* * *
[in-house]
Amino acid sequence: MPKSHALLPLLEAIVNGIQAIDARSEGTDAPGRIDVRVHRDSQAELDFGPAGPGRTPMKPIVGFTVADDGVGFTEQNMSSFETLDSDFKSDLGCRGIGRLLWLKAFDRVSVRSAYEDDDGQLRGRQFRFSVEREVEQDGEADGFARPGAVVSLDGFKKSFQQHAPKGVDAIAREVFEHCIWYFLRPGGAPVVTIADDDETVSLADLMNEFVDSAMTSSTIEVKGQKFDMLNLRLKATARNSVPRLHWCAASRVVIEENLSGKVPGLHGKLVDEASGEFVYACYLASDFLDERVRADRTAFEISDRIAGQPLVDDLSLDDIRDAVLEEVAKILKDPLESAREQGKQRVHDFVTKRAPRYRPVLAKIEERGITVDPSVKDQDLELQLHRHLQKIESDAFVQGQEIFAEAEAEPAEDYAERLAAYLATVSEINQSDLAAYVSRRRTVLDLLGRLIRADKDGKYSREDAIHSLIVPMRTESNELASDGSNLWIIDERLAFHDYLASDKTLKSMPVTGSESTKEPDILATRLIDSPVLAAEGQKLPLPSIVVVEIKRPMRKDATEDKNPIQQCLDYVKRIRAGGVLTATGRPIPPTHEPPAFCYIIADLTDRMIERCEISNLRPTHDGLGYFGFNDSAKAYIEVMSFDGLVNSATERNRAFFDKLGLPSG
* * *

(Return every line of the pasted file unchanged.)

[in-house]
Amino acid sequence: MPKSHALLPLLEAIVNGIQAIDARSEGTDAPGRIDVRVHRDSQAELDFGPAGPGRTPMKPIVGFTVADDGVGFTEQNMSSFETLDSDFKSDLGCRGIGRLLWLKAFDRVSVRSAYEDDDGQLRGRQFRFSVEREVEQDGEADGFARPGAVVSLDGFKKSFQQHAPKGVDAIAREVFEHCIWYFLRPGGAPVVTIADDDETVSLADLMNEFVDSAMTSSTIEVKGQKFDMLNLRLKATARNSVPRLHWCAASRVVIEENLSGKVPGLHGKLVDEASGEFVYACYLASDFLDERVRADRTAFEISDRIAGQPLVDDLSLDDIRDAVLEEVAKILKDPLESAREQGKQRVHDFVTKRAPRYRPVLAKIEERGITVDPSVKDQDLELQLHRHLQKIESDAFVQGQEIFAEAEAEPAEDYAERLAAYLATVSEINQSDLAAYVSRRRTVLDLLGRLIRADKDGKYSREDAIHSLIVPMRTESNELASDGSNLWIIDERLAFHDYLASDKTLKSMPVTGSESTKEPDILATRLIDSPVLAAEGQKLPLPSIVVVEIKRPMRKDATEDKNPIQQCLDYVKRIRAGGVLTATGRPIPPTHEPPAFCYIIADLTDRMIERCEISNLRPTHDGLGYFGFNDSAKAYIEVMSFDGLVNSATERNRAFFDKLGLPSG